One thing it isn’t, but is similar to: Using dogs swimming in beer for flavoring. In this case this would be the hiding of the fact that dogs are used to flavor Red-Tick beer, unlike Duff’s beer (the beer Homer Simpson loves) which uses the usual natural and manmade processes of beer making. See hiding the fact that dog’s are used to add the flavor is a type of encapsulation. Ok, it’s a stretch.
So a strict definition of:
Encapsulation is a feature that allows classes to hide implementation details. And at Duff’s Beer, it is a really good idea to hide implementation, they don’t have coffee breaks they have beer breaks! Generally, you should hide the internal state of your object from direct access from outside code. If you use the ‘public’ keyword, then the object can be accessed or used by any class. This is good and this is bad.
When it is good, you determine that is good during the requirements and design phase.
When it is bad, again you determine this during the requirements and design phase, and sometimes during the testing phase, or when it is worse during the deployment phase.
Hiding the internal state of your object from direct access from outside code is a good design practice. You do this by the implementation of other members: properties and methods. These properties wrap the state that you are generating with your code.
This wrapping of state allows the internal implementation of the state to change at will, while the members wrapping the state can still return a representation of the state that doesn’t change.
Outcomes of the wrapping is that the outside or external code:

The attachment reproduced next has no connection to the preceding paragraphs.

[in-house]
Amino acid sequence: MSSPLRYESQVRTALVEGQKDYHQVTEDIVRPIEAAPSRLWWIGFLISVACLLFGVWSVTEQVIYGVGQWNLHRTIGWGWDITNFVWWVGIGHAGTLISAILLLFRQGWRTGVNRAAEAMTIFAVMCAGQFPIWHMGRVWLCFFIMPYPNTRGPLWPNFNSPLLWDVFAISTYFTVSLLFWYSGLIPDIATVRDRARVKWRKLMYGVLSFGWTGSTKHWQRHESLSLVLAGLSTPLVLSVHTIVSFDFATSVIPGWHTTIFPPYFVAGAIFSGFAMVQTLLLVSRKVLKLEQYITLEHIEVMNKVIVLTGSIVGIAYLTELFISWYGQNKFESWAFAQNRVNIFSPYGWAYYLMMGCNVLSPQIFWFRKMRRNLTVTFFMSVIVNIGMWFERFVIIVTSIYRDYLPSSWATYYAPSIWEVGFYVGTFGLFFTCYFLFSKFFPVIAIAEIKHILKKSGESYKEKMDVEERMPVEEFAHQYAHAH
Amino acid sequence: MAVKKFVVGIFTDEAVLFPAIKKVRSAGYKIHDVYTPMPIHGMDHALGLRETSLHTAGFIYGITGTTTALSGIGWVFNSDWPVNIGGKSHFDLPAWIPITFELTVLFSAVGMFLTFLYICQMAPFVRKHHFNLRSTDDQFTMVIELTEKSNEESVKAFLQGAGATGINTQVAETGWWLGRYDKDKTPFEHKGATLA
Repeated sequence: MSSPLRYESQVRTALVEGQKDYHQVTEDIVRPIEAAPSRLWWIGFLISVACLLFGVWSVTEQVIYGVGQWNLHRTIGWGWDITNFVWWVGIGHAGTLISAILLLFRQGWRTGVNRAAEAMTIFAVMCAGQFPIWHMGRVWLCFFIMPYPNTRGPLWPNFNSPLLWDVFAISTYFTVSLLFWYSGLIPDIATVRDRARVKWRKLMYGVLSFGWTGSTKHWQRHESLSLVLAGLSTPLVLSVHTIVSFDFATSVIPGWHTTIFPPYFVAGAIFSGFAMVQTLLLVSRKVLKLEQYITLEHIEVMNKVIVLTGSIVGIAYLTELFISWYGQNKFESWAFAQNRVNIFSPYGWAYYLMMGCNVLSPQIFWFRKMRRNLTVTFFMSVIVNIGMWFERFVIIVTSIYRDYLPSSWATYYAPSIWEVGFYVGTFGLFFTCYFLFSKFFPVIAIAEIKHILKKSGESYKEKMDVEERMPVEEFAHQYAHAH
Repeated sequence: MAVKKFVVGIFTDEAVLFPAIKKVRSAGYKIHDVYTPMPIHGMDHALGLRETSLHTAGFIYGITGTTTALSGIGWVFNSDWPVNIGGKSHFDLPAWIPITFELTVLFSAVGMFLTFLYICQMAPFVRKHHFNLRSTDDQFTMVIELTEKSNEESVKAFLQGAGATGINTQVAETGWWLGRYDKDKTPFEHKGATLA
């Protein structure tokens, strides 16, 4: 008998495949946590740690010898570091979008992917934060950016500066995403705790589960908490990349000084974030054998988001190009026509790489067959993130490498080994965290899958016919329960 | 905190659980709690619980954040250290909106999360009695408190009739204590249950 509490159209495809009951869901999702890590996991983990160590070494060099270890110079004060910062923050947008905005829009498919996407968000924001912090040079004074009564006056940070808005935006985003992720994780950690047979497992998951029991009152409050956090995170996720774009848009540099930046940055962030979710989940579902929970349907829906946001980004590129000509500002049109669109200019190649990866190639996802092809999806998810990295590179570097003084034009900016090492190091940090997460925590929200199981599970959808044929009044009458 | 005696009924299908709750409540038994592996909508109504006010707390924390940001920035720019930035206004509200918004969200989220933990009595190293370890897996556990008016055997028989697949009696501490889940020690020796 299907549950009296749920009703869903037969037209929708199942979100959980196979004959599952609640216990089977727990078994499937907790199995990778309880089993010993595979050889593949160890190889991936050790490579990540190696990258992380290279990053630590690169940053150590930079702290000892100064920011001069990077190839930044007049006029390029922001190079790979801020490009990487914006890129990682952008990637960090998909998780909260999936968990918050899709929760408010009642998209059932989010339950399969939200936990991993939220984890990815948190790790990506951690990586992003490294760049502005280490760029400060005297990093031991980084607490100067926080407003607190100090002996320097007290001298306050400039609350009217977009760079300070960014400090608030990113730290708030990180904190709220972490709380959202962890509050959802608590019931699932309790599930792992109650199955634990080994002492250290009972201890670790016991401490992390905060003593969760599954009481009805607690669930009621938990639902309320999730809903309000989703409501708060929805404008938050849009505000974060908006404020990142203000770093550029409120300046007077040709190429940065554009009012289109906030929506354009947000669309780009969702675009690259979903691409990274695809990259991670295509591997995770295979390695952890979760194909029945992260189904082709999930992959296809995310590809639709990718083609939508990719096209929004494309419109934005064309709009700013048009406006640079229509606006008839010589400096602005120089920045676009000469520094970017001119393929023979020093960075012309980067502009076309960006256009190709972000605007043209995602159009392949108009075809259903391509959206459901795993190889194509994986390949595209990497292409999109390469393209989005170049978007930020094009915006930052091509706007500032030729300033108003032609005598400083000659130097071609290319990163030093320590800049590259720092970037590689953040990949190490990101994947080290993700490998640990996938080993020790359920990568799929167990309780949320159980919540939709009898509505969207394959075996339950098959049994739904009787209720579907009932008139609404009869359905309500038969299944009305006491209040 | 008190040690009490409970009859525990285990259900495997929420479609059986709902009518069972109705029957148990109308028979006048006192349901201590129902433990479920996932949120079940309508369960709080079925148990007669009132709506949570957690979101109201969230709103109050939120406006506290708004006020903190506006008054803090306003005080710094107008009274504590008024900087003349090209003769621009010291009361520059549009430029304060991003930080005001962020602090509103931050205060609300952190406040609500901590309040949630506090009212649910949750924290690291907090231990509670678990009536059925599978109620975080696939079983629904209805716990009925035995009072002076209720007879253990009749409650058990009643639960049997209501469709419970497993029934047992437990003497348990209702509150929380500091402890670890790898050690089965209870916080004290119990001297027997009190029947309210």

- Will access your object via members that wrap state
- Is guaranteed that the type of information extracted is consistent
- Does not have access to the internal state of your object
- This means that the outside code can not alter that state in an inconsistent manner that could break the way your object works
To put the Duff’s Beer CO2 sensor a into word problem format:
The ComputeCO2 method hides the logic used to calculate CO2 levels using a specific brand of sensors for a beer processing system. If the sensors are modified and require software changes, only the class that defines the ComputeCO2 method needs to change. Other classes that call the ComputeCO2 method do not need to be modified.
Let’s say you are working at the Duff’s Beer company and they are installing a CO2 sensor system.
Why? Duff’s is going to get hit with a CO2 tax, after all Beer manufacturing creates a lot of CO2. The owner of Duff’s doesn’t want to get locked into a specific set of sensors as they need to be replaced every three years and the owner’s want to be able to get bids for the replacement. In this case your sensor software will need to be flexible, but you don’t know how the other sensors output will look like.
The output of your ComputeCO2 class should remain the same no matter which sensor is being used. But what is wrong with this code? Does it do the implementation correctly? After all the class ComputeCO2 uses nothing but public accessors, so how do we fix it? See tomorrow’s blog.
Now the bottom line:
Don’t drink and drive, it’s July 4th, if you need a ride call a taxi, ask a friend, take the bus (but don’t sit next to me) or walk. Don’t drive!